3. Being secretive and hiding how much you drink from others.
  4. Spending a lot of money on drinking.
  5. Feeling ill when the effects of alcohol have worn off (for example shaking, sweating, feeling or being sick).
  6. Feeling sad and anxious.
  7. Not sleeping properly.

So what does this mean for children like me in the UAE?

We know that children of parents who drink too much can be affected in many ways by their parent/parents’ alcohol intake. A parent’s behavior while drunk or intoxicated can be embarrassing for a young person, who may avoid bringing friends home or going out with the family. It often becomes a secret that they feel they must keep to stop their parents from getting in trouble, considering the laws and regulations revolving around alcohol consumption in the UAE. Keeping it a secret might also be a way to prevent breaking up the family or not wanting to betray the parent. These feelings are normal as there has always been a social stigma attached to alcohol misuse, but perhaps more so in the Middle East as there can be legal and financial implications. You can find out more about the laws on alcohol consumption in the UAE here.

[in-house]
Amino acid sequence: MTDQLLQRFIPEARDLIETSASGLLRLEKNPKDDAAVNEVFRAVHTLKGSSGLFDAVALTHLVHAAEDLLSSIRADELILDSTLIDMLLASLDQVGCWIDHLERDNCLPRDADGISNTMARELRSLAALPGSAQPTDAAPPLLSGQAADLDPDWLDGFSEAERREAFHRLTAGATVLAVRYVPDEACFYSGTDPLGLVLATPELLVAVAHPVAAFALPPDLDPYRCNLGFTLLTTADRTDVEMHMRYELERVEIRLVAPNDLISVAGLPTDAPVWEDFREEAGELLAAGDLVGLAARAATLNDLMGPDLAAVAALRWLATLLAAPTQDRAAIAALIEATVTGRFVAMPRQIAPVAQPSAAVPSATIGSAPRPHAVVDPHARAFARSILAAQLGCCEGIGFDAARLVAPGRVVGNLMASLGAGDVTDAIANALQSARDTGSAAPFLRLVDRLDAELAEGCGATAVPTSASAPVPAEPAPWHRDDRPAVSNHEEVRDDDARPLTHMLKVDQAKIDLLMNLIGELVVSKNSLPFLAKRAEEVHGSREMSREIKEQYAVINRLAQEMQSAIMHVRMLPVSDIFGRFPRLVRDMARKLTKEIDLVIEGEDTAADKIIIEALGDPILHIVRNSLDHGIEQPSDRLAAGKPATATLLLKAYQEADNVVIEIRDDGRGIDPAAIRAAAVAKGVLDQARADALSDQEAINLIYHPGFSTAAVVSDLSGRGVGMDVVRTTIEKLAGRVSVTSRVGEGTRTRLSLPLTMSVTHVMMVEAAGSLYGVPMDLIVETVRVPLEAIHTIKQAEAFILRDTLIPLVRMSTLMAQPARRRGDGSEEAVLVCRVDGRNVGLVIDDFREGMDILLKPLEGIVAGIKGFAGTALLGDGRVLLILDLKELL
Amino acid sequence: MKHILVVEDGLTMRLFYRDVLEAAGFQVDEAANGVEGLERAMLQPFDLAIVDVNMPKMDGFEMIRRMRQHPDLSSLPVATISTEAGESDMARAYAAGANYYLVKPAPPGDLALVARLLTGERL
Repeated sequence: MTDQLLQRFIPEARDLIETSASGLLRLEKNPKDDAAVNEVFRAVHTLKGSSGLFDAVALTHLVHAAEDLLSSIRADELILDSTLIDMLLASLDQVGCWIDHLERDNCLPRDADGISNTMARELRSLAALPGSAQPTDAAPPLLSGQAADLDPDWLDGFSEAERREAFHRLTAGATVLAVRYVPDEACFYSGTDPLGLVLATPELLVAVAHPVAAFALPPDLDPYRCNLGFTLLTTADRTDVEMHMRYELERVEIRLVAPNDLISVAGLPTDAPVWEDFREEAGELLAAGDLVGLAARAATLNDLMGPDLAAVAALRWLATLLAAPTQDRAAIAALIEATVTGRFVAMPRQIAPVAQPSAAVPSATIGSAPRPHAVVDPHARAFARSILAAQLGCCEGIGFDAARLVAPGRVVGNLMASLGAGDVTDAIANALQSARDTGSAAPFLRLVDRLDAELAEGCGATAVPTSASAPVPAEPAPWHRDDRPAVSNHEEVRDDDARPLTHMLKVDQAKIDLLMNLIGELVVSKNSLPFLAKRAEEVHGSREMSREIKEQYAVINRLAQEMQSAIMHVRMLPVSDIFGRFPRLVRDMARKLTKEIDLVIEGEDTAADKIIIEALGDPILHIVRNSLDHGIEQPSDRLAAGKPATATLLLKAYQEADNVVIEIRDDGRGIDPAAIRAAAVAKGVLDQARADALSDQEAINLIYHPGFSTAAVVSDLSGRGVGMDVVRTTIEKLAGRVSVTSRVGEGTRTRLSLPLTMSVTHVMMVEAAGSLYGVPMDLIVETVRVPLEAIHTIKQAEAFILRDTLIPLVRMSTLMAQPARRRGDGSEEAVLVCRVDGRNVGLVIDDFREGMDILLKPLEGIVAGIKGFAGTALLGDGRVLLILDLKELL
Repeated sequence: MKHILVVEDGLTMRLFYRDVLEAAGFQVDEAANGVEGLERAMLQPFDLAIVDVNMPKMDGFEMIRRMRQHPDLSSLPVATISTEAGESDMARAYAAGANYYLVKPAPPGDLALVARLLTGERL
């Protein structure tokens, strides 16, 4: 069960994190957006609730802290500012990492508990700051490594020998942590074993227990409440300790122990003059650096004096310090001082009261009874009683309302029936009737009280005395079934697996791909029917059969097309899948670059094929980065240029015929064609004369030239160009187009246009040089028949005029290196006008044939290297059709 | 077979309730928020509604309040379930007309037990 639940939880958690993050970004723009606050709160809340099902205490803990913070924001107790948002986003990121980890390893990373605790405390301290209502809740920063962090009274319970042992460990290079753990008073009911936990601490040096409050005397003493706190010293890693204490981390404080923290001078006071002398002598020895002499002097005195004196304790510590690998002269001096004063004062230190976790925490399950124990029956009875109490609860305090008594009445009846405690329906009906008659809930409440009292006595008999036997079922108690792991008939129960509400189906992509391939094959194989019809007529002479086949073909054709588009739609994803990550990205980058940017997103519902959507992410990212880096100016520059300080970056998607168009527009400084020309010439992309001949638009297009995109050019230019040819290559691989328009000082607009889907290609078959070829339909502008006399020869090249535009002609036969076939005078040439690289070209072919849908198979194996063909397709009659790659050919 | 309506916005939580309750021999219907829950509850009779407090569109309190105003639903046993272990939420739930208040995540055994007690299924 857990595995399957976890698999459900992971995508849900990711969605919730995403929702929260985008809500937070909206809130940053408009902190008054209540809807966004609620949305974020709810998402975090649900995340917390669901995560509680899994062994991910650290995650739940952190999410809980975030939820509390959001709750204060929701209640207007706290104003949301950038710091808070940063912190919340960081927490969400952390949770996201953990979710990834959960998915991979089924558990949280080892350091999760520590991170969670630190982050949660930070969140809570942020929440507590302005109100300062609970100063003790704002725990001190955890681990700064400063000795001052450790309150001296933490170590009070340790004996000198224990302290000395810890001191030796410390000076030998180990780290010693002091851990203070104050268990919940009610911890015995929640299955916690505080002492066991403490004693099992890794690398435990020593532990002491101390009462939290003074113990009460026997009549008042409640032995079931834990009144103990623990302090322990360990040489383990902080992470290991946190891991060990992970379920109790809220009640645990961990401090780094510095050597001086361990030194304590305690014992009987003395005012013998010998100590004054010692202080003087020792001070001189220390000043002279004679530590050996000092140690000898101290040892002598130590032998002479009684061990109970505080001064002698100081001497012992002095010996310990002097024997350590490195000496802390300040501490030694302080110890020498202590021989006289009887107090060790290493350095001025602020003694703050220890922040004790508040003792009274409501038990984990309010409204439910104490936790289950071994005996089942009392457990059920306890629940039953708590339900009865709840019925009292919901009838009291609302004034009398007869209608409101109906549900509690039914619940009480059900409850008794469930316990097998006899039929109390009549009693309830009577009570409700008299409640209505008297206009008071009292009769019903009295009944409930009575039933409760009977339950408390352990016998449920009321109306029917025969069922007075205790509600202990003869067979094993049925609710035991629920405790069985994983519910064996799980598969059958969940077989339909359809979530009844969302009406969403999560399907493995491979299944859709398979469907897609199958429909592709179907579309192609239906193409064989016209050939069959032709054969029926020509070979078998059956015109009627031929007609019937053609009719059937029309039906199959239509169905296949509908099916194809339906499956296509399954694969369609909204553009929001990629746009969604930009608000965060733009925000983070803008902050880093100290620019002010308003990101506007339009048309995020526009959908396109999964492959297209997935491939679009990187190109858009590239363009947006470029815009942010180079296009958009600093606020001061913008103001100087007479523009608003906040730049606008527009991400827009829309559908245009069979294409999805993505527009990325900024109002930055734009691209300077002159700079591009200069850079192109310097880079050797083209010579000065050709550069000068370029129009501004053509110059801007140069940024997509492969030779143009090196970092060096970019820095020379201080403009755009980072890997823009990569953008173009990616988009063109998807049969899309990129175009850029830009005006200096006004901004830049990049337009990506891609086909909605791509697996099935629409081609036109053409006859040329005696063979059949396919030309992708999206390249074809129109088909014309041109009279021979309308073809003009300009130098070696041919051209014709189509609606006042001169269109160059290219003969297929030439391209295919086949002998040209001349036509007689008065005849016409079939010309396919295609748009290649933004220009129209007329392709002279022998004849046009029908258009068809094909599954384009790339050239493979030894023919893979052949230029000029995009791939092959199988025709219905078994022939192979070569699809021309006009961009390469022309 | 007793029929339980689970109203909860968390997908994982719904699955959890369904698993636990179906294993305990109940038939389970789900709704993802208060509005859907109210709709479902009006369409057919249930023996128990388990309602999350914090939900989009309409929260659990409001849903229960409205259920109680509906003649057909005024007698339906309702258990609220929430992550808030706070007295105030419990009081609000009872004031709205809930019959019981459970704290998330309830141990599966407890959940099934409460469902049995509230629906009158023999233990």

Emotional affects of alcohol misuse on children

Keeping you safe is a concern of grown-ups connected to the family. When a parent is under the influence of alcohol then it can affect their ability to make good decisions and take proper care of a young person. They may even leave the child alone or with someone that is also not able to provide proper care and attention. It is not uncommon to feel unsafe or neglected, and it can be a lonely experience for everyone involved.